EBEBRATT-Ed Member Posts: 10,385
    I know there is a way to calculate a rolling offset but I usually don't have the information when out on a job.

    What I do is to determine the locations of the two pipes by measuring. See the attached sketch. Then lay out the two pipes on the floor, wall or pc of cardboard, just like the drawing.

    Many time the pipes are some distance apart and you can't always use a "shooter" or a "gunner". I guess a laser would be nice. After you get the two pipes laid out simply measure the dotted line which is your cntr-cntr x 1.414 (if using 45s) and subtract for the fitting allowance.

    Works for me. How does everyone else do it?image
  • Gordy
    Gordy Member Posts: 9,514
    @hot rod said it best with computer programs in all facets of engineering. The new generation is putting all their trust in these programs. When one knows fluently the hand calculation steps to get the answer it is much easier to spot a glitch in a computer program calculation.

    The people that transitioned from long hand manual math to computer programs have this edge. As that generation cycles out of circulation the new generation tends to trust the computer programs more, and more. This leads to discovering things don't work out accordingly late in the game usually in the field where theoretical meets practical.

    I describe it as my wife gets in the car turns the key, and it starts. Really that's all she needs to know until the car does not start. She does not have a clue of what takes place in a series of events to make that happen. With out understanding all the things that happen once the key is turned its much harder to discover where the glitch in the system is, and fix it.

    Even the written word is slowly going the way of data stored on servers, hard disks spell check we as society are slowly becoming slaved to the digital era.

    That being said I just watched a video of a blind woman getting an ultrasound of her baby. The doctor created a 3 dimensional print of her ultra sound for her to hold, and feel what her baby looks like. Technology is indeed fascinating, and what we do with it.
    SWEIMark Eatherton
  • bob_46
    bob_46 Member Posts: 813
    layout the set on the blade of a square and the roll on the tongue measure across and times 1.41 .If you don't have a square use the corner of anything with a 90º angle. If you are doing a number of sets side by side and you want them all equally spaced each 45º has to start a little sooner. Multiply your center to center by .41 and that is your setback.
    bob
    EBEBRATT-Ed
  • RobG
    RobG Member Posts: 1,850
    Gordy said:

    @hot rod said it best with computer programs in all facets of engineering. The new generation is putting all their trust in these programs. When one knows fluently the hand calculation steps to get the answer it is much easier to spot a glitch in a computer program calculation.

    The people that transitioned from long hand manual math to computer programs have this edge. As that generation cycles out of circulation the new generation tends to trust the computer programs more, and more. This leads to discovering things don't work out accordingly late in the game usually in the field where theoretical meets practical.

    I describe it as my wife gets in the car turns the key, and it starts. Really that's all she needs to know until the car does not start. She does not have a clue of what takes place in a series of events to make that happen. With out understanding all the things that happen once the key is turned its much harder to discover where the glitch in the system is, and fix it.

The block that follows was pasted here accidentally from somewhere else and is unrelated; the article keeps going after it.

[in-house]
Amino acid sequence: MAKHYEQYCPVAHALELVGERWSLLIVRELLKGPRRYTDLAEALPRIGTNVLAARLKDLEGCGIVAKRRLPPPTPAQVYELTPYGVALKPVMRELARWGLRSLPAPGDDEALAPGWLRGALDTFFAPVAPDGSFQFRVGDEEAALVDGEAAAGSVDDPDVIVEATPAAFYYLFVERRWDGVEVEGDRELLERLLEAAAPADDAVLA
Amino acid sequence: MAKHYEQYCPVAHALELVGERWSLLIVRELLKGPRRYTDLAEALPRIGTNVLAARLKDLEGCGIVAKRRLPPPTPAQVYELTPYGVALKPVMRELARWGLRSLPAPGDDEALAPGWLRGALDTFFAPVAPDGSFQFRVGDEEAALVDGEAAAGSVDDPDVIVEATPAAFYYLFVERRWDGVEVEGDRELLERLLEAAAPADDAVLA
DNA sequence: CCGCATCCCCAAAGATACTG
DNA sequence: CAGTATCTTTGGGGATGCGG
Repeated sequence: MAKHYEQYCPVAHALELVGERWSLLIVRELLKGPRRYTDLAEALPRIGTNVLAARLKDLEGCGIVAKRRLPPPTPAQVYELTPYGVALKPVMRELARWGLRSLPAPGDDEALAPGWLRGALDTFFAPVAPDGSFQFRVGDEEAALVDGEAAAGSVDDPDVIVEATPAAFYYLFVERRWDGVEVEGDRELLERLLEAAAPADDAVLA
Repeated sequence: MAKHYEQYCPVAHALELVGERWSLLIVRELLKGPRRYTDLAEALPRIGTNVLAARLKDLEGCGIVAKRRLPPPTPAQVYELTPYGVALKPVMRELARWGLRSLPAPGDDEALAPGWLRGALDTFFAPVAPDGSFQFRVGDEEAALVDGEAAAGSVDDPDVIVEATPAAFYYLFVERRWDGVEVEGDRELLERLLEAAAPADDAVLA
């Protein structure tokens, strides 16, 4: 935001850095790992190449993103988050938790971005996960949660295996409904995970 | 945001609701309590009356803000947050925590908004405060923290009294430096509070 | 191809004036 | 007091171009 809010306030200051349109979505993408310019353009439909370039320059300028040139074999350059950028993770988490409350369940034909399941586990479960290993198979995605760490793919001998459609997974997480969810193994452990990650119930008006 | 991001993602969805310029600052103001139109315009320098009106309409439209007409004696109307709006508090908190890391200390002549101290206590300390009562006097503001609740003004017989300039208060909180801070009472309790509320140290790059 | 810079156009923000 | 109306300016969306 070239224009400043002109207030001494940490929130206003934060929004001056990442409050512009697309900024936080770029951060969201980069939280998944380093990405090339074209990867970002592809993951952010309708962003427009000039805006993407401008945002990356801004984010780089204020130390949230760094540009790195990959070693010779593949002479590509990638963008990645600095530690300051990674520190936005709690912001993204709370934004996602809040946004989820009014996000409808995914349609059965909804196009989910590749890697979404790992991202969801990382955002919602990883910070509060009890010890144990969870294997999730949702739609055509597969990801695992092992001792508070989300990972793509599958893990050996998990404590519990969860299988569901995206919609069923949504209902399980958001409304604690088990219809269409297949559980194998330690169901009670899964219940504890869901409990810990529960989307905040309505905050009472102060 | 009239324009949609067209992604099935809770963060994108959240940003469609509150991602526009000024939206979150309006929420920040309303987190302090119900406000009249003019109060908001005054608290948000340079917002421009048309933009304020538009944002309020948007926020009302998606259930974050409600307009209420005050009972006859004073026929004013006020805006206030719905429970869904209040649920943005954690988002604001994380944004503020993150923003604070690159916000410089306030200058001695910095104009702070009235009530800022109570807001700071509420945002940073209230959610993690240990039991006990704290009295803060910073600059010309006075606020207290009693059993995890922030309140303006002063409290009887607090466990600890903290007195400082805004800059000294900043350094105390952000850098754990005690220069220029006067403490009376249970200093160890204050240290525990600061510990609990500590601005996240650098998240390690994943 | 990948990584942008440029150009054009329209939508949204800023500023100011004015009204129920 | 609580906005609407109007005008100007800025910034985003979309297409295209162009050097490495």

Even the written word is slowly going the way of data stored on servers, hard disks spell check we as society are slowly becoming slaved to the digital era.

    That being said I just watched a video of a blind woman getting an ultrasound of her baby. The doctor created a 3 dimensional print of her ultra sound for her to hold, and feel what her baby looks like. Technology is indeed fascinating, and what we do with it.

    Kids I have heard are not even required to learn cursive handwriting in school anymore, much less non-calculator math.
  • BobC
    BobC Member Posts: 5,232
    I still have a slide rule on my workbench.

    I remember a five ft one in the classroom were I was taught how to use one. If you know how to use a slide rule, math is no longer a mystery - it all makes sense.

    Bob
    Smith G8-3 with EZ Gas @ 90,000 BTU, Single pipe steam
    Vaporstat with a 12oz cut-out and 4oz cut-in
    3PSI gauge
    RobG
  • EBEBRATT-Ed
    EBEBRATT-Ed Member Posts: 10,385
    @Bob, good trick with the square! I had a slide rule in school, guess they went out with the calculator. Wish I still had it, but would probably have to go back to school to learn how to use it....wait, there is probably no school teaching slide rule use.
    RobG
  • Gordy
    Gordy Member Posts: 9,514
    RobG said:

    Gordy said:

    @hot rod said it best with computer programs in all facets of engineering. The new generation is putting all their trust in these programs. When one knows fluently the hand calculation steps to get the answer it is much easier to spot a glitch in a computer program calculation.

    The people that transitioned from long hand manual math to computer programs have this edge. As that generation cycles out of circulation the new generation tends to trust the computer programs more, and more. This leads to discovering things don't work out accordingly late in the game usually in the field where theoretical meets practical.

    I describe it as my wife gets in the car turns the key, and it starts. Really that's all she needs to know until the car does not start. She does not have a clue of what takes place in a series of events to make that happen. With out understanding all the things that happen once the key is turned its much harder to discover where the glitch in the system is, and fix it.